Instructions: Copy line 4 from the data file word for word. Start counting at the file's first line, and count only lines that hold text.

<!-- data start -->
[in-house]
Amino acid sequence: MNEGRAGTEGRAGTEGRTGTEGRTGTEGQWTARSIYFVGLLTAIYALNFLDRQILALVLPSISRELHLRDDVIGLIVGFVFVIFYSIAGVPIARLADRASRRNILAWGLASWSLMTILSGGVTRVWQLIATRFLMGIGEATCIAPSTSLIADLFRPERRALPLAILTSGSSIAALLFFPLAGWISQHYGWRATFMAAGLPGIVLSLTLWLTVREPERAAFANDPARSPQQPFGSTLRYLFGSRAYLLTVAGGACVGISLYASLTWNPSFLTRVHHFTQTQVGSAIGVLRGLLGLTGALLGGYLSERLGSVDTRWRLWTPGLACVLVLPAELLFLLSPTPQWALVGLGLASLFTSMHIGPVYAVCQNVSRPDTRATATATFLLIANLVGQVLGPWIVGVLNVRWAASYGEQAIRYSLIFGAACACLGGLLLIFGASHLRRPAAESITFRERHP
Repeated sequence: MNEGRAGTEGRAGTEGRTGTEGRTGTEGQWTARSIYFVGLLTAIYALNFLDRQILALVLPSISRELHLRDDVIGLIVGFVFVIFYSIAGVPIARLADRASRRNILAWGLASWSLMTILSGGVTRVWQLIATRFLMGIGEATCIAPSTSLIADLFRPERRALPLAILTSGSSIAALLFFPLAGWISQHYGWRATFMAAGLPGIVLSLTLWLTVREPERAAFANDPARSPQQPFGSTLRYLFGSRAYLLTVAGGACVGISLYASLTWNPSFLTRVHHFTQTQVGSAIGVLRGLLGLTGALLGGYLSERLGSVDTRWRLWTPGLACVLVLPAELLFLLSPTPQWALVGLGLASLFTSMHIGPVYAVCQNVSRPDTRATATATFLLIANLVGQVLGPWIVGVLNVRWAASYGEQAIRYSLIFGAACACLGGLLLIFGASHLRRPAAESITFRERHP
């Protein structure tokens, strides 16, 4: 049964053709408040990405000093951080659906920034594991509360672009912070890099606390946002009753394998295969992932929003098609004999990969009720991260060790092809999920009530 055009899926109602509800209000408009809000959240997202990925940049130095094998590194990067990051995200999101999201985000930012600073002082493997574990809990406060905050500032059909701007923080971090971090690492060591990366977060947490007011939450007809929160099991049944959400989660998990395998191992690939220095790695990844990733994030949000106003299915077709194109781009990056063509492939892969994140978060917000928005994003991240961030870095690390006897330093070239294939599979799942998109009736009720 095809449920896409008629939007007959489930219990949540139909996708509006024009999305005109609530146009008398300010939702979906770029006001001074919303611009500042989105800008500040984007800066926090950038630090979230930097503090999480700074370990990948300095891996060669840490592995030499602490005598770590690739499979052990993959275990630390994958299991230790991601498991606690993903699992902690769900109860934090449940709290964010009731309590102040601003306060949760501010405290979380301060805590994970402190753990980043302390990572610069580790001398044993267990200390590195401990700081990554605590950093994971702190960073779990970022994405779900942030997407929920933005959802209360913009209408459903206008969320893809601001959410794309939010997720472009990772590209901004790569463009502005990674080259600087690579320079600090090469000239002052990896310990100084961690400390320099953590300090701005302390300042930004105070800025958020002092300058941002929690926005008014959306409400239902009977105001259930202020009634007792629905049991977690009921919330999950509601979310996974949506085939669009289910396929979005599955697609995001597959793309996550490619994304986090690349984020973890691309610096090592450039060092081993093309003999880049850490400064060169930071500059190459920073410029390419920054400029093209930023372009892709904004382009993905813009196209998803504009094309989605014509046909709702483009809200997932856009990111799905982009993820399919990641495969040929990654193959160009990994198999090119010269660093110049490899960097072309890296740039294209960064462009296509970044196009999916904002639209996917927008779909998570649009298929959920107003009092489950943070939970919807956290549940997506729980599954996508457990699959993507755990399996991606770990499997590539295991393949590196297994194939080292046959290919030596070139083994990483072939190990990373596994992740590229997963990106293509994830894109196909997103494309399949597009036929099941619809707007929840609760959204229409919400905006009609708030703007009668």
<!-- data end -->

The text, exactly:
């Protein structure tokens, strides 16, 4: 049964053709408040990405000093951080659906920034594991509360672009912070890099606390946002009753394998295969992932929003098609004999990969009720991260060790092809999920009530 055009899926109602509800209000408009809000959240997202990925940049130095094998590194990067990051995200999101999201985000930012600073002082493997574990809990406060905050500032059909701007923080971090971090690492060591990366977060947490007011939450007809929160099991049944959400989660998990395998191992690939220095790695990844990733994030949000106003299915077709194109781009990056063509492939892969994140978060917000928005994003991240961030870095690390006897330093070239294939599979799942998109009736009720 095809449920896409008629939007007959489930219990949540139909996708509006024009999305005109609530146009008398300010939702979906770029006001001074919303611009500042989105800008500040984007800066926090950038630090979230930097503090999480700074370990990948300095891996060669840490592995030499602490005598770590690739499979052990993959275990630390994958299991230790991601498991606690993903699992902690769900109860934090449940709290964010009731309590102040601003306060949760501010405290979380301060805590994970402190753990980043302390990572610069580790001398044993267990200390590195401990700081990554605590950093994971702190960073779990970022994405779900942030997407929920933005959802209360913009209408459903206008969320893809601001959410794309939010997720472009990772590209901004790569463009502005990674080259600087690579320079600090090469000239002052990896310990100084961690400390320099953590300090701005302390300042930004105070800025958020002092300058941002929690926005008014959306409400239902009977105001259930202020009634007792629905049991977690009921919330999950509601979310996974949506085939669009289910396929979005599955697609995001597959793309996550490619994304986090690349984020973890691309610096090592450039060092081993093309003999880049850490400064060169930071500059190459920073410029390419920054400029093209930023372009892709904004382009993905813009196209998803504009094309989605014509046909709702483009809200997932856009990111799905982009993820399919990641495969040929990654193959160009990994198999090119010269660093110049490899960097072309890296740039294209960064462009296509970044196009999916904002639209996917927008779909998570649009298929959920107003009092489950943070939970919807956290549940997506729980599954996508457990699959993507755990399996991606770990499997590539295991393949590196297994194939080292046959290919030596070139083994990483072939190990990373596994992740590229997963990106293509994830894109196909997103494309399949597009036929099941619809707007929840609760959204229409919400905006009609708030703007009668």